Will JavaScript type annotations kill TypeScript?
The creators of Svelte and Turbo 8 both dropped TS recently saying that "it's not worth it".
Yes: If JavaScript gets type annotations then there's no reason for TypeScript to exist.
No: TypeScript remains the best language for structuring large enterprise applications.
TBD: The existing user base and its corpensource owner means that TypeScript isn’t likely to reach EOL without a putting up a fight.
I hope they both die. I mean, if you really need strong types in the browser then you could leverage WASM and use a real programming language.
I don’t know and I don’t care.
Software Development

What’s Coming to Golang in 2019: Modules, Generics, Better Error-Handling

Big changes are coming to the Go community in 2019. To learn more, we spoke with Steve Francia, who joined Google in 2016 to become its product lead for Go, and to handle developer relations for the popular programming language.
Feb 5th, 2019 11:20am by
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Big changes are coming to the Go community in 2019. To learn more, we spoke with Steve Francia, who joined Google in 2016 to become its product lead for Go, and to handle developer relations for the popular programming language. Prior to joining Google, Francia lead two of the world’s most successful open source companies, first as chief developer advocate at MongoDB and then as a vice president and chief operator at Docker.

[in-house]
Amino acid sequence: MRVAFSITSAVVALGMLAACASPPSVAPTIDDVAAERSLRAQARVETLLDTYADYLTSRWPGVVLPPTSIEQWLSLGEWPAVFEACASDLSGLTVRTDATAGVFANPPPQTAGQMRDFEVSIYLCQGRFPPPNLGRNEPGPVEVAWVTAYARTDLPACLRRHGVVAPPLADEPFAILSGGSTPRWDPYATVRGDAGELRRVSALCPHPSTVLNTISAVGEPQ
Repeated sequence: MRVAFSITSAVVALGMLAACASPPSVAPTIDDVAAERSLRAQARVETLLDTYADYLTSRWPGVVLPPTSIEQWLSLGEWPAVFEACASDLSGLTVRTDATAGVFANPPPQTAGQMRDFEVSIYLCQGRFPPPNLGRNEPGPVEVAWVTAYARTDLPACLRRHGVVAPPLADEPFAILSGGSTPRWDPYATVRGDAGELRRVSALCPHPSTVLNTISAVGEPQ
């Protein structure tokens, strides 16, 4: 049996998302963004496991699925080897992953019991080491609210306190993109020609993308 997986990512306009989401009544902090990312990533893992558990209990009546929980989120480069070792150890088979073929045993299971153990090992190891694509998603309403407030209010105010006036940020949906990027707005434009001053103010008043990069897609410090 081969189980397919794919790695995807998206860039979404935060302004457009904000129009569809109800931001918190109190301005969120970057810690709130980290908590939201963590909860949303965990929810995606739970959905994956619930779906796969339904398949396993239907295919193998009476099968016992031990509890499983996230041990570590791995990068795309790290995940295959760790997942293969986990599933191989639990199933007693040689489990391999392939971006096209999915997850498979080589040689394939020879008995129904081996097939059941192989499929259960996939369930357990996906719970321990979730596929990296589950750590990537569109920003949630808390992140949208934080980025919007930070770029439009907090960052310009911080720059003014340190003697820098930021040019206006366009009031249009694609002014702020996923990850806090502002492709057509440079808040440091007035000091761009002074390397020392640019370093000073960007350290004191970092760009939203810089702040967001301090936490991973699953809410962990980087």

Francia spoke to us about Go’s innovative new module system, error-handling, Go 2, a revised proposal process, the importance of community to Go, and other topics…

You’ve said you’re launching “significant changes to Go’s language and tooling, and the biggest change will be dependency management.” Can you tell me more about modules?

So modules are — it’s not a new concept. (Laughs) It’s one that’s existed in a lot of other languages.

But we’re taking a new and somewhat innovative approach to it. There’s a lot of work we’ve been doing to make it tightly integrated with all the Go tooling, to make sure our users have a good and simple experience, while also eliminating some of the concerns that exist in other languages and have existed in Go previously, in terms of better security and better reliability and reproducible builds. And as part of it, there’s a lot of behind-the-scenes security work happening to make sure that people can have those things.